Pancreatic ductal adenocarcinoma (PDAC) is a prevalent and almost uniformly fatal malignancy. Several factors contribute to the poor outcome of PDAC patients, but the ability of cancer cells to leave the primary tumors and establish inoperable metastases remains a major impediment to successful therapy. Metastasis is a complex multistep process that is poorly understood at the molecular level. In particular, the molecular events that are required for a cancer cell to leave the blood and enter a secondary organ, a process called metastatic seeding, have remained elusive. The identification of tool compounds that inhibit metastatic seeding would not only illuminate the fundamental mechanisms that enable this process but also be directly translated into therapeutics to inhibit metastatic spread. While large in vitro compound screens have been used to address a variety of biological questions, it has remained difficult to use this approach for complex in vivo processes like metastasis, as it remains unclear which cell-based assays and readouts accurately reflect the in vivo process. High content in vivo chemical screens have historically been challenging due to the high cost of performing these assays in parallel. Our multi-disciplinary proposal will establish a novel method for in vivo multiplexed screening of covalent inhibitors to allow a chemical genetic dissection of the metastatic seeding process. To identify compounds that inhibit the initial steps of metastatic seeding we will screen a library of ~1,500 small molecule covalent inhibitors of hydrolytic enzymes. Importantly, these compounds contain electrophilic traps that irreversibly bind their targets, enabling sustained inhibition after in viro pretreatment of the cells without the need for continued dosing. To permit a multiplexed in vivo screening, we generated 96 variants of a metastasis-derived PDAC cell line in which each variant cell line contains a unique 6-nucleotide barcode (PDACBC). We will pretreat each PDACBC cell line in vitro with one irreversible inhibitor, then pool the 96 pretreated PDACBC cell lines. Barcode representation in the pre-injection and post-metastatic seeding cells will be determined using IlluminaTM sequencing of the barcode region. Barcodes that are underrepresented the post-seeding population will identify candidate inhibitors of metastatic seeding. To validate top candidates PDAC cells will be pretreated with top candidate compounds and assessed for their ability to seed metastases and form macro-metastasis. To identify the targets of these inhibitors we will generate tagged analogs of hit compounds to enable the purification of drug-target complexes followed by mass spectrometry-based protein identification. shRNA knockdown of these targets followed by intravenous injection will also be used to confirm the effect of the target on metastatic seeding. Our study will identify not only novel drug targets but also lead compounds potent enough to elicit a reduction in metastatic ability in vivo. Our study will advance our understanding of PDAC metastasis and provide insight into common mechanisms used by other cancer types.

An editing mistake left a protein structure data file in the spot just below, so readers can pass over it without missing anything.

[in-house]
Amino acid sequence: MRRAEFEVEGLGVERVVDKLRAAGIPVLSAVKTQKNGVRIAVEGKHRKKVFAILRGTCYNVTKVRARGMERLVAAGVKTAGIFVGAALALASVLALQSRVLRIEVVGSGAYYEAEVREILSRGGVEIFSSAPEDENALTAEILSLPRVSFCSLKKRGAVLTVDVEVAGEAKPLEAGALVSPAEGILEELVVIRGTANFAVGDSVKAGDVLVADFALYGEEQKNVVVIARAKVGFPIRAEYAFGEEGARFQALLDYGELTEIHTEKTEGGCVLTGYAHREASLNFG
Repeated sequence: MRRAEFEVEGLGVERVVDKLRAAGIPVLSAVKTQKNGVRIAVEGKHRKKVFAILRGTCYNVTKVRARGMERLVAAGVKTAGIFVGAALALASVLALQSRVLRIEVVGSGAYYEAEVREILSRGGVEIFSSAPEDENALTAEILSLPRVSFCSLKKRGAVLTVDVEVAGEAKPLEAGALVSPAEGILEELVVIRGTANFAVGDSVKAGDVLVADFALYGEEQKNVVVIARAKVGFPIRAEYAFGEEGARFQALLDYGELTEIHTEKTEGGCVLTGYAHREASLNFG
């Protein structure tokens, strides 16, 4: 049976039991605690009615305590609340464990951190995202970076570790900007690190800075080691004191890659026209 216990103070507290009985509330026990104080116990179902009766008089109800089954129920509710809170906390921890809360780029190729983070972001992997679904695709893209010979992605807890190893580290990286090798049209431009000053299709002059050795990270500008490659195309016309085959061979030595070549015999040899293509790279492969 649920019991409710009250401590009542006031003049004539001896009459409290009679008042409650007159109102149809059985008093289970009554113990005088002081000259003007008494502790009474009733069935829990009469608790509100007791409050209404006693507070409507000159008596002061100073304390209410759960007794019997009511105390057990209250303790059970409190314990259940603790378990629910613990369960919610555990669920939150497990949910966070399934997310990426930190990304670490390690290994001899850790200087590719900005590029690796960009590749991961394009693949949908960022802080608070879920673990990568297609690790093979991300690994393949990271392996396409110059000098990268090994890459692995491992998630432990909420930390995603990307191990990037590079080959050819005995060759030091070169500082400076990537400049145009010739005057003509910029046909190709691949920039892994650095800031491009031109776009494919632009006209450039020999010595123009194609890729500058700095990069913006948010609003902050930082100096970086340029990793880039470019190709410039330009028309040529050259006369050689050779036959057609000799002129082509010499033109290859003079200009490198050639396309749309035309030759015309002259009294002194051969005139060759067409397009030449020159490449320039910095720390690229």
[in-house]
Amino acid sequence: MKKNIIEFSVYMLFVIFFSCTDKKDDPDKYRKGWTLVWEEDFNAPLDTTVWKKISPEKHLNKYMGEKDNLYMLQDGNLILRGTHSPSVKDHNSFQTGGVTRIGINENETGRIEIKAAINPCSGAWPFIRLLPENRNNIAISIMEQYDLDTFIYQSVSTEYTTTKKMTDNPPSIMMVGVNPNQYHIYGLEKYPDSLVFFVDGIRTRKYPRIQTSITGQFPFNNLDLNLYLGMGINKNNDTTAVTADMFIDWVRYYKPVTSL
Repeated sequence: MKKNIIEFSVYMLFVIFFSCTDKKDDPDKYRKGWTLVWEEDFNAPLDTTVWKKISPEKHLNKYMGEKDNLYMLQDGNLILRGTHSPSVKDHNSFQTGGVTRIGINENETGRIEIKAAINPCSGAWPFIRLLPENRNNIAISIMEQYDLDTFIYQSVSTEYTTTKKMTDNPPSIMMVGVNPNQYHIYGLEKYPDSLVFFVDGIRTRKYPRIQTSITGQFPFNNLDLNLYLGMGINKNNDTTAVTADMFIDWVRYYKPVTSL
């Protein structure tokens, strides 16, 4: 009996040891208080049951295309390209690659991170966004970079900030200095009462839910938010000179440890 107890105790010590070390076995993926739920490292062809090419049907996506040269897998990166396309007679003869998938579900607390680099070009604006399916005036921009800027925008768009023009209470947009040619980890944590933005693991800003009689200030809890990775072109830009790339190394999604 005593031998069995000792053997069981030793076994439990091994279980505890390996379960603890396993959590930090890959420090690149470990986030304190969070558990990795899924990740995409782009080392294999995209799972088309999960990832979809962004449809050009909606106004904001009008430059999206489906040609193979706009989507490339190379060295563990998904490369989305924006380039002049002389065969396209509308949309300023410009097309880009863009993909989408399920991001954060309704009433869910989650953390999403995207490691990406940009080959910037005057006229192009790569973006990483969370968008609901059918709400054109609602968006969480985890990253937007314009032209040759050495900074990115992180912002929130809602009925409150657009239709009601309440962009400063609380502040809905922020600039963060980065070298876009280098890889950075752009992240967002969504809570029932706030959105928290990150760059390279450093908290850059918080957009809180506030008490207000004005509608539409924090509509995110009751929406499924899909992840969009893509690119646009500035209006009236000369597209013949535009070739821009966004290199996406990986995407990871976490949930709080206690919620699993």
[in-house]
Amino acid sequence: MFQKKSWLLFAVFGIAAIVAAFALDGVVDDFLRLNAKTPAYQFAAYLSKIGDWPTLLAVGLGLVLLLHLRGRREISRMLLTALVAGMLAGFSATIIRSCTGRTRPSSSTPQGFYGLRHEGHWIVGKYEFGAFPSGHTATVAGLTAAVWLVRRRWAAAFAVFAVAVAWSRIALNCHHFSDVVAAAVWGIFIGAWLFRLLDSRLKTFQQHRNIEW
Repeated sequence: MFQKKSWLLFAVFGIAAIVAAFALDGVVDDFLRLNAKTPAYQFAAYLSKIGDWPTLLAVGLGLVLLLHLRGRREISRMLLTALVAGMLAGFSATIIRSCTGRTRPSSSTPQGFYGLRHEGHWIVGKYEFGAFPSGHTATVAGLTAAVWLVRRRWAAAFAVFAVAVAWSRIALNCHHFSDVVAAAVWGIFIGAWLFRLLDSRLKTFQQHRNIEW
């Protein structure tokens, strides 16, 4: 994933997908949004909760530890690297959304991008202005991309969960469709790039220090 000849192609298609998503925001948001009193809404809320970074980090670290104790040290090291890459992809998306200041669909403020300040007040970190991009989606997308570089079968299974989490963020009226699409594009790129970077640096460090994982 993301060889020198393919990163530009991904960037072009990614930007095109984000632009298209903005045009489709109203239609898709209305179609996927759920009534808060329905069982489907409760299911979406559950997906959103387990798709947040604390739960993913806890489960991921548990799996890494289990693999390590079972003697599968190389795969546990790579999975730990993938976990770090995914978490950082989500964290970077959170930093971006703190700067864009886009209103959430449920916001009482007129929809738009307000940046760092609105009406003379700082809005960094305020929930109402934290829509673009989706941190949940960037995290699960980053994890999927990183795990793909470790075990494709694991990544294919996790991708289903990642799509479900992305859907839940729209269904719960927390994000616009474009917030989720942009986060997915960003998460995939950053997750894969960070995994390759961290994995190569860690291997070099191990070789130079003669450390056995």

Pancreatic ductal adenocarcinoma is an almost uniformly fatal malignancy of the exocrine pancreas but the molecular mechanisms that allow these cancer cells to seed inoperable metastases in secondary organs are poorly understood. We propose to use multiplexed in vivo small molecule screening to uncover inhibitors of metastatic seeding. Discovery of novel inhibitors of metastasis will enable a better understanding of this process and allow the development of novel therapies to prevent metastatic spread.